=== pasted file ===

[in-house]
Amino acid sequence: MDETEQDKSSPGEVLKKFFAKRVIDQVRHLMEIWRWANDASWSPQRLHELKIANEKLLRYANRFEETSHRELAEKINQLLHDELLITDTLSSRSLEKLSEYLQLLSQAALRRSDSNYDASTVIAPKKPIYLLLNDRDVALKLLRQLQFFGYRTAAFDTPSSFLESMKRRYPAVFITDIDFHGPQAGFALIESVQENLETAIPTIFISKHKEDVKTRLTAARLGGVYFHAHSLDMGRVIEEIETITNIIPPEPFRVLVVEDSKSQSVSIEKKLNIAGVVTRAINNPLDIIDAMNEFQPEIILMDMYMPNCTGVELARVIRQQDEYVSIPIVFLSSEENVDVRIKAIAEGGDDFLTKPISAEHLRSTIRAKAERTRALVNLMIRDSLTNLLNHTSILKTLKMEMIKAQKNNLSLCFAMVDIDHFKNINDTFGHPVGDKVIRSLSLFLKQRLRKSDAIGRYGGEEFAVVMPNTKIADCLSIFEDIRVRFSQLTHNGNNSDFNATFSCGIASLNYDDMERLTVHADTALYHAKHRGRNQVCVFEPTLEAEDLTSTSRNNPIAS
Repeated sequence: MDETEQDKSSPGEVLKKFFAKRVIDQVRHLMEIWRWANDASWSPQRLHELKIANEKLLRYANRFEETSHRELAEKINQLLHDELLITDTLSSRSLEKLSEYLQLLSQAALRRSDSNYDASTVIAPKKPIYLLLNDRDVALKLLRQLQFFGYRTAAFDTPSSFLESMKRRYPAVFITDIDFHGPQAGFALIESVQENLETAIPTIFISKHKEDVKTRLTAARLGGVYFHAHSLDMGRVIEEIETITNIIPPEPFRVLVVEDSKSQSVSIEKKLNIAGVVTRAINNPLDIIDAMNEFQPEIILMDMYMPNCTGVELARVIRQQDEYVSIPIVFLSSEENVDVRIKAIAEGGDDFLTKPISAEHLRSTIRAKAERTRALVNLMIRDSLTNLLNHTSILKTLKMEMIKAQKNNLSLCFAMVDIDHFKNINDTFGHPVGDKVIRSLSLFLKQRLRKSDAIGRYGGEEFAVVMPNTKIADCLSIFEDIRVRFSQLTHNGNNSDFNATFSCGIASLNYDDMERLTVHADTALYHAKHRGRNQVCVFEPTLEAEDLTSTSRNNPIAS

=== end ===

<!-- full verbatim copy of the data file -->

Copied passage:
[in-house]
Amino acid sequence: MDETEQDKSSPGEVLKKFFAKRVIDQVRHLMEIWRWANDASWSPQRLHELKIANEKLLRYANRFEETSHRELAEKINQLLHDELLITDTLSSRSLEKLSEYLQLLSQAALRRSDSNYDASTVIAPKKPIYLLLNDRDVALKLLRQLQFFGYRTAAFDTPSSFLESMKRRYPAVFITDIDFHGPQAGFALIESVQENLETAIPTIFISKHKEDVKTRLTAARLGGVYFHAHSLDMGRVIEEIETITNIIPPEPFRVLVVEDSKSQSVSIEKKLNIAGVVTRAINNPLDIIDAMNEFQPEIILMDMYMPNCTGVELARVIRQQDEYVSIPIVFLSSEENVDVRIKAIAEGGDDFLTKPISAEHLRSTIRAKAERTRALVNLMIRDSLTNLLNHTSILKTLKMEMIKAQKNNLSLCFAMVDIDHFKNINDTFGHPVGDKVIRSLSLFLKQRLRKSDAIGRYGGEEFAVVMPNTKIADCLSIFEDIRVRFSQLTHNGNNSDFNATFSCGIASLNYDDMERLTVHADTALYHAKHRGRNQVCVFEPTLEAEDLTSTSRNNPIAS
Repeated sequence: MDETEQDKSSPGEVLKKFFAKRVIDQVRHLMEIWRWANDASWSPQRLHELKIANEKLLRYANRFEETSHRELAEKINQLLHDELLITDTLSSRSLEKLSEYLQLLSQAALRRSDSNYDASTVIAPKKPIYLLLNDRDVALKLLRQLQFFGYRTAAFDTPSSFLESMKRRYPAVFITDIDFHGPQAGFALIESVQENLETAIPTIFISKHKEDVKTRLTAARLGGVYFHAHSLDMGRVIEEIETITNIIPPEPFRVLVVEDSKSQSVSIEKKLNIAGVVTRAINNPLDIIDAMNEFQPEIILMDMYMPNCTGVELARVIRQQDEYVSIPIVFLSSEENVDVRIKAIAEGGDDFLTKPISAEHLRSTIRAKAERTRALVNLMIRDSLTNLLNHTSILKTLKMEMIKAQKNNLSLCFAMVDIDHFKNINDTFGHPVGDKVIRSLSLFLKQRLRKSDAIGRYGGEEFAVVMPNTKIADCLSIFEDIRVRFSQLTHNGNNSDFNATFSCGIASLNYDDMERLTVHADTALYHAKHRGRNQVCVFEPTLEAEDLTSTSRNNPIAS